About 5,000 Ukrainian refugees have arrived in Iceland since the start of the war, and continue to do so at a rate of about 200 arrivals per month. The government gives them nearly instant resident status, on humanitarian grounds. It has also created a website in Ukrainian to help them navigate the bureaucracy and culture.
The Muslim population of Iceland, made up of immigrants, foreign students and a few homegrown converts, is small but growing. And the community may soon be getting its first custom-built mosque with land donated by the city of Reykjavik, but not without objections from a vocal minority.
Public pool rules in France say your swimsuit can't be something you could be found wearing outside the pool. That means no trunks, Bermuda shorts, T-shirts or anything that is not strictly meant for swimming. But bust out all the Speedos you want.
When Tamar Charney went to Iceland, she thought she had the perfect playlist for her trip. But when her rental car didn't have a jack for her MP3 photo, she had a problem. Fortunately, a local band came to the rescue.
The man Lady Gaga called the "mayor of Iceland" is obsessed with language: the language of professional politicians, the language of satire and the restrictive rules in Iceland that prevent him from officially changing his name.
Asgeir Trausti is a popular singer-songwriter in his home country, Iceland. And now, he hopes to do the same with his first English-only album and tour of the US. One of the biggest crowds he'll be playing for will be at Bonneroo.
In 1984, Russian historian Suzanne Massie got a call she'll never forget. President Ronald Reagan invited her to the White House to brief him on Russian history and culture. Little did she know that this would be the beginning of many years of advising the president.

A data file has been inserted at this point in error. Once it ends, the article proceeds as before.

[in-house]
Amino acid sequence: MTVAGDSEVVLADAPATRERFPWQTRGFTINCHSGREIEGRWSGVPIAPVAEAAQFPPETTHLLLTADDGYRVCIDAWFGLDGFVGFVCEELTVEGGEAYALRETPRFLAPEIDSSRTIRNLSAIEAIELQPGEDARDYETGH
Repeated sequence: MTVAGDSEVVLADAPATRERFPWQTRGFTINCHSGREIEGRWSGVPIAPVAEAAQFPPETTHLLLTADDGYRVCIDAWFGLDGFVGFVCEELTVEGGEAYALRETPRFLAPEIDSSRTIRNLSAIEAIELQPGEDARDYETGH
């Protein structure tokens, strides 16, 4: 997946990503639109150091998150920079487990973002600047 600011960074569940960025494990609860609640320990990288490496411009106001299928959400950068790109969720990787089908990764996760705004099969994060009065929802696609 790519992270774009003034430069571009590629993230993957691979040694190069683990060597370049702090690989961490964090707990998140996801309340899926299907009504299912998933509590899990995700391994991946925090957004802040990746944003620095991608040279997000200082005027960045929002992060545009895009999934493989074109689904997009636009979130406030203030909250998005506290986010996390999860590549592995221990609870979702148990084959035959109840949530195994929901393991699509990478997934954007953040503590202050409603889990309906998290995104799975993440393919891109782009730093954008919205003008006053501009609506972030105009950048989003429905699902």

Dennis Rodman's controversial relationship with North Korean dictator Kim Jong Un turned another page this week. The former NBA star was in North Korea this week to select and train a North Korean basketball team that will take part in an exhibition game in honor of Kim's birthday. Plus Egyptian activists are thrown in jail and elves — yes, elves — halt a highway project in Iceland, in today's Global Scan.
Iceland made history this week, but not in a good way. For the first time since the nation became an independent republic, armed police shot and killed a man, startling a population accustomed to peace.
Geir Haarde is thought to be the first world leader to be put on trial for his role in his country's 2008 economic crisis. The trial of the former Iceland prime minister started on Monday.
Iceland's former prime minister, Geir Haarde, went on trial Monday. He's accused of failing to protect his country's economy from the global economic meltdown of 2008. The World's Gerry Hadden has the latest on the story.